In the second case, if the mom had her dash cam going, there wouldn’t have been a question about the gun brandishing, she would have been a You-tube celebrity and the police agency would just give her money to not sue.

Raided and arrested for allowing dog to die at home

September 14, 2009

A judge will actually sign a break down the door search warrant for this?

Swamped under

September 10, 2009

Dr. Susan MacManus was commissioned to do a poll in our county. The poll asked various questions about what residents and voters felt about various topics. Obviously, the number one overriding issue was the economy and jobs. But was interesting to me is that crime was 3rd from the bottom at 3% and nearly 50% of respondents said that they absolutely did not favor a temporary tax increase for a new jail even though the current facility is at capacity.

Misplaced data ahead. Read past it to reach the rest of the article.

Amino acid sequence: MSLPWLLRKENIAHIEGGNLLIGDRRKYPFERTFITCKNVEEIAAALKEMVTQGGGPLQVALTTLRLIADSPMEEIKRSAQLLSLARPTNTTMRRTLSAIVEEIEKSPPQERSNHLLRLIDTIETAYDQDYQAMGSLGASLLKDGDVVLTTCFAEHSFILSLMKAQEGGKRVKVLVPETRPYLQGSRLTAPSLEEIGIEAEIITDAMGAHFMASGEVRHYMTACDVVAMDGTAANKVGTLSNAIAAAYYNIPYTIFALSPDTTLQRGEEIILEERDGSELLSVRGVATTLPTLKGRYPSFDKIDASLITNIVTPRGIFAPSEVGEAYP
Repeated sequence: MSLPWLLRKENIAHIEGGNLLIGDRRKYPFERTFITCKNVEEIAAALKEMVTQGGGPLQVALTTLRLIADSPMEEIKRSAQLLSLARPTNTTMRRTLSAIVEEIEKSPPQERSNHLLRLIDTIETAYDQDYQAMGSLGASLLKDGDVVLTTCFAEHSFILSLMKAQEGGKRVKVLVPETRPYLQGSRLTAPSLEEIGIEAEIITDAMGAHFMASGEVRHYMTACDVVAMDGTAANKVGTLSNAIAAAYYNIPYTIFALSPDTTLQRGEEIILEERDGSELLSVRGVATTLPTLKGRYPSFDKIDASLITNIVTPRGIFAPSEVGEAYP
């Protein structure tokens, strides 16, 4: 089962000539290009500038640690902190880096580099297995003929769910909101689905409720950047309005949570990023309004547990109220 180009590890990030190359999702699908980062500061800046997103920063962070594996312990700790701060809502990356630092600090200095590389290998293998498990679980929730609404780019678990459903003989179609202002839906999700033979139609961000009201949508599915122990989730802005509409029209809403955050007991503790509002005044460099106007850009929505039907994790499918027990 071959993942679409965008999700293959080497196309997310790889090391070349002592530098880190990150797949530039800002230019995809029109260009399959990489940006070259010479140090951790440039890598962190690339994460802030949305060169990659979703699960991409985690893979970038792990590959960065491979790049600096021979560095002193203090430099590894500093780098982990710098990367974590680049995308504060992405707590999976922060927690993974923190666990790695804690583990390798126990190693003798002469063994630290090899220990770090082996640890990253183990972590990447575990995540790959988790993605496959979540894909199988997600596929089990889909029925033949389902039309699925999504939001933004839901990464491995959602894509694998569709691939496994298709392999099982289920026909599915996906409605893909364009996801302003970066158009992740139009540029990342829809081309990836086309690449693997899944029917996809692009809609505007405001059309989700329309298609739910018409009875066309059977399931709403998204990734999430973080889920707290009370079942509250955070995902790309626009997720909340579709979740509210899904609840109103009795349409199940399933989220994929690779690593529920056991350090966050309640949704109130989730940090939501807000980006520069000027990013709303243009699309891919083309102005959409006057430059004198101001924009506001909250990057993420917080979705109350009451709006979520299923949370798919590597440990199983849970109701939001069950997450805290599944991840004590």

During a recession as severe as this one, you might expect that violent crime would go through the roof. More people without money means more robbing, stealing, and gun play because people are frustrated over their situations. However, this isn’t happening. Overall crime in Charlotte County was down 27.4 percent. Its unemployment rate is 12.1 percent.

What is happening, however, is that our jail is filled with non-violent, victimless crime “offenders” who either can not extricate themselves from the “system” or have just said the heck with it at least I can get medical care and food here at the jail. We have turned our local jail into a debtor’s prison. Something the House of Burgesses did away with in 1619.

The system is not going to get any more money to build more jail space, so they have to deal with it.  This is what should be done.